Whether with physical plants, or visual and sensory connections to nature, spending time around natural greenery is proven to lower cortisol levels, a chemical in the body that directly contributes to stress. The International WELL Building Institute, the certifying body of the WELL Building Standard, purports that our buildings and work environments should be developed with people’s health and wellness in mind. As such, the WELL Building Standard looks at seven factors that impact occupant health, which includes the application of biophilic principles.
5. Take the Stairs, One Step at a Time
In our fast-paced and connected world, it’s easy to rely too often on elevators and escalators, and forget about stairs. Instead, think of taking those extra steps as a “fitness-on-the-go” approach. If there isn’t an interconnected, central stair in the workplace, exit stairs are another good option. Help make people aware of the stair option with stair prompts – another low-cost intervention approach. Also known as point-of-decision prompts, these motivational signs placed in or near stairwells or at the base of elevators and escalators encourage individuals to increase stair use. Research has shown that visibility of stairs increases their use by a median of 50%, and regular use of stairwells increases familiarity with its location and promotes safety. Our San Francisco office hosts regular, monthly stair climbing competitions to encourage the stairs over the elevator.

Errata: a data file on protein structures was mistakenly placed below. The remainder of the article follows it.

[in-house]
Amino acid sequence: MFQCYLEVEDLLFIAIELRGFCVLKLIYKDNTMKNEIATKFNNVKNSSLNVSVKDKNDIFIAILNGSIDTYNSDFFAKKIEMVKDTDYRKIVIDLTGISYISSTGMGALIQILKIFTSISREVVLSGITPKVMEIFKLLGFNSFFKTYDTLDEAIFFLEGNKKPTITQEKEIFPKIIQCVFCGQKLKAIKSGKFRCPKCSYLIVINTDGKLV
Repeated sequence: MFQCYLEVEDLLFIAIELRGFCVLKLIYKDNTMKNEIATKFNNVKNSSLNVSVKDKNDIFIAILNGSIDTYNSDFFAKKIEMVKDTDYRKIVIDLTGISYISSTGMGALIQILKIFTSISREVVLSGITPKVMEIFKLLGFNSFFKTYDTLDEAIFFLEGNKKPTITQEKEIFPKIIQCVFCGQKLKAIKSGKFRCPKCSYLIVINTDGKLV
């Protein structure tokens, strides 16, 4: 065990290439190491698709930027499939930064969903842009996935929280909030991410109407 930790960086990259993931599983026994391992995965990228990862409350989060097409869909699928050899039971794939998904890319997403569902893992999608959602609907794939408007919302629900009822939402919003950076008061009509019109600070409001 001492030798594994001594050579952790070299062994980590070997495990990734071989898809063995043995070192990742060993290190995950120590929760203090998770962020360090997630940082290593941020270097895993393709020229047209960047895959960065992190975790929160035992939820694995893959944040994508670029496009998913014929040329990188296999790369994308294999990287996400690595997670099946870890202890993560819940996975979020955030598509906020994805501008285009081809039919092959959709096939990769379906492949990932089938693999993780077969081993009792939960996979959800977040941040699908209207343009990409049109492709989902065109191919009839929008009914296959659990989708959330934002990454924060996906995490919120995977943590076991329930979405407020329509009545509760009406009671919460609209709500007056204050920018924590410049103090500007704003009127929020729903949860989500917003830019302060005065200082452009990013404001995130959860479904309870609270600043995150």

Whether we realize it or not, consciously or unconsciously, so much of our behavior is often triggered by environmental cues. In addition to promoting wellness programs and perks, we can also leverage and apply various research findings from behavioral economics and psychology. These five suggestions are just some of the many ways we can begin to adopt these small but positive “nudges” in the office. As planners, facilitators, and stewards of the workplace, we can help influence—in a positive way—the choices people make in their daily lives by making healthy choices easy and intuitive.